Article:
Tuesday, September 24, 2013

An Englishman in Rome: Doria Pamphilj

No, not this guy...his descendant.
When I decided to tour the remarkable private art collection in Rome’s Palazzo Doria Pamphilj, I thought the audio guide might be a good idea. The place was reputed to be covered floor to ceiling in art works. Indeed it is, and I was glad of the guide, which is full of excellent information about the public rooms of the palazzo and the art with which it is stuffed.

Palazzo Doria Pamphilj.
The audio guide was a bit of surprise, though, since the friendly and refined narrator, who introduced himself as Jonathan Doria Pamphilj, co-owner and occupant of the palazzo, had a British accent. A public school, but not too plummy, accent; well-spoken and friendly. It was a delight to tour his home and his family’s collection with Signor Doria Pamphilj. It turns out that back in the nineteenth century, an Italian Doria Pamphilj met and married an Englishwoman, and marrying into England has become a bit of a habit.

Velasquez: Pope Innocent X

A highlight of the family story is that a Doria Pamphilj became pope, Innocent X. He was painted by Velasquez in a stunning and famous portrait (in 1650), which is on view in the Palazzo, alongside an equally stunning marble bust of Innocent X by the master sculptor Bellini. The Velasquez portrait is wonderfully lifelike; in fact, legend has it that when he first saw the portrait Innocent X exclaimed ‘troppo vero!’ (‘it’s too true!) This is the portrait that inspired the "Screaming Pope" paintings by 20th century British painter Francis Bacon.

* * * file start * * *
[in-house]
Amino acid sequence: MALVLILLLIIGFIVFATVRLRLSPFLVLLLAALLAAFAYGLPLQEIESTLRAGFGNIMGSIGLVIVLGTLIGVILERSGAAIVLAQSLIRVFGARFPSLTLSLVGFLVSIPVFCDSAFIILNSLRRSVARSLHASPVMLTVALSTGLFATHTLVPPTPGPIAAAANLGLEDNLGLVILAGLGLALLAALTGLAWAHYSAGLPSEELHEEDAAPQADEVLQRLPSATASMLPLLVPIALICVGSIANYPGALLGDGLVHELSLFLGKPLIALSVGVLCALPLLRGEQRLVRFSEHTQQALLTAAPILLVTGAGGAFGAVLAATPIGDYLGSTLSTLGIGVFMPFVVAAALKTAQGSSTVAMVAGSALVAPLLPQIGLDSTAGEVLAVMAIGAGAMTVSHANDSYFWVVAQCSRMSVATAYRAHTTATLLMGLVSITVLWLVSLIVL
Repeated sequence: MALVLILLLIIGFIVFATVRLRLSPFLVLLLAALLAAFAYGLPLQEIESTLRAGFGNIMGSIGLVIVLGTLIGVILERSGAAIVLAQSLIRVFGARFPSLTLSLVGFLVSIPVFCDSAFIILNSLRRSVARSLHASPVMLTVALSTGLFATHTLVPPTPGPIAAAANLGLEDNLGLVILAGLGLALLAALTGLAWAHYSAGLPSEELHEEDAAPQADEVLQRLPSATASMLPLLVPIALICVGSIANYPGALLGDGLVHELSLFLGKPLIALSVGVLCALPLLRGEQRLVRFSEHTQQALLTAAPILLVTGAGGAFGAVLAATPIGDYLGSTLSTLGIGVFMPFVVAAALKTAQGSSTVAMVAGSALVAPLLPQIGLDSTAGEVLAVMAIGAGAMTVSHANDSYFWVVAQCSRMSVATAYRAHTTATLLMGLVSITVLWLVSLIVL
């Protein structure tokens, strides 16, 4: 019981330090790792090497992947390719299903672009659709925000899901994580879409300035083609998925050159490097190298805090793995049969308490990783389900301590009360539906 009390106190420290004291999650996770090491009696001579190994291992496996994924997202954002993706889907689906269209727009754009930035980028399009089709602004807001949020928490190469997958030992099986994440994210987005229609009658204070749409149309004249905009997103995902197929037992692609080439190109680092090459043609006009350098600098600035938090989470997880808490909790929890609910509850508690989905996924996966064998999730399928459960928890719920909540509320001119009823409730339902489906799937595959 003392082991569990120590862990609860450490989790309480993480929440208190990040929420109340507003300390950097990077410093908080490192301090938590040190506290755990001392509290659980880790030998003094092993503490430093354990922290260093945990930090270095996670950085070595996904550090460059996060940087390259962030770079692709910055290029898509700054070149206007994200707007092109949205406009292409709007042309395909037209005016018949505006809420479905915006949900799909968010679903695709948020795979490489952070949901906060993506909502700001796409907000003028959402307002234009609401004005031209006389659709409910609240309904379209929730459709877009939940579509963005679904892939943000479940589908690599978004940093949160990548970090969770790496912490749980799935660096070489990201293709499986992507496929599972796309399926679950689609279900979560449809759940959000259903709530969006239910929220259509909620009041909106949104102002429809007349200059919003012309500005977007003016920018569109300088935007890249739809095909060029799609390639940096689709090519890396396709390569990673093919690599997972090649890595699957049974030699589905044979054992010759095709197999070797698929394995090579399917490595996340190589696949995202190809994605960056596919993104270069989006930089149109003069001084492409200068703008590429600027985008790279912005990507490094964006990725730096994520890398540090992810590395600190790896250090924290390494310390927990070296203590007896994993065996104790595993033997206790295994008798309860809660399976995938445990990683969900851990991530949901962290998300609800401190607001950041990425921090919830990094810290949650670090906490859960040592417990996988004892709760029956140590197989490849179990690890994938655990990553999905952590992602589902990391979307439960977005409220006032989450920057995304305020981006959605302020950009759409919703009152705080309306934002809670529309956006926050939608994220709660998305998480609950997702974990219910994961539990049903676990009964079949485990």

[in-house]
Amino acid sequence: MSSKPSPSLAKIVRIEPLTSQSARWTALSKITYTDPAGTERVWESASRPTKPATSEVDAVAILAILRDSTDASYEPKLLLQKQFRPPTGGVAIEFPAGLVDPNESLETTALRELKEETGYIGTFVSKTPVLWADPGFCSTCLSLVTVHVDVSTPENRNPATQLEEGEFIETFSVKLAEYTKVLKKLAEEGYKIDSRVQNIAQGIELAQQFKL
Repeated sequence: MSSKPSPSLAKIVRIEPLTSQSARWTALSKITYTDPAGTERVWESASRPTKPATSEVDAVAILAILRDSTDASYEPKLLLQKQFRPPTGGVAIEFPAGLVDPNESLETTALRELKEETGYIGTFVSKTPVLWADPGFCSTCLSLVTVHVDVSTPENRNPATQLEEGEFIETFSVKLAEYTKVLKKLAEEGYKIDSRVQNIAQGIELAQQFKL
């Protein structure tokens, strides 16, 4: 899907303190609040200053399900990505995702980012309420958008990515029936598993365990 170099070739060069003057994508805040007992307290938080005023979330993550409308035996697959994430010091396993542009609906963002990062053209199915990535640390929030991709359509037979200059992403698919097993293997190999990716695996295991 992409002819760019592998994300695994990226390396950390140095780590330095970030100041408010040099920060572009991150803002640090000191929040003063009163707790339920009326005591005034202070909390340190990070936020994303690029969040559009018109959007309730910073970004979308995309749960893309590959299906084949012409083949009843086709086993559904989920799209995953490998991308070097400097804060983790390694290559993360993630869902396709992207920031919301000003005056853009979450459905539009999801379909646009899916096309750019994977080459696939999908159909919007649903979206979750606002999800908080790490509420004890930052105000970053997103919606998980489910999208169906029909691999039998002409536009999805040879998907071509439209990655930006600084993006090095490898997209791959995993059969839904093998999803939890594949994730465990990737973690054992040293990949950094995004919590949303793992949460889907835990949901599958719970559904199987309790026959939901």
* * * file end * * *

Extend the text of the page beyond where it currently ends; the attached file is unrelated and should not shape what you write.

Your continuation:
Sala dei Velluti
Raffaello Sanzio - Doppio Ritratto
Jan Brueghel il Vecchio - Paradiso Terrestre con il Peccato Originale
Strolling through room after room of the huge palazzo with my audio-guide Jonathan was a pleasure - the ballroom was a particular thrill. The painting galleries were, as expected, stuffed - one is a mini-Versailles ‘Hall of Mirrors’ - but it became a sport to pick out the best masterpieces: Bruegels (senior and junior), several Caravaggios, some lovely Lippis (remember Lippi?), and a huge Vasari under restoration (you can watch the restorers at work, from afar).

Naturally I looked up this Englishman in Rome - and found a modern family tree that is even more convoluted than that of medieval popes and princes: you can read the story here.

Jonathan Doria Pamphilj
The secluded courtyard of the Palazzo
- just off noisy Via del Corso.

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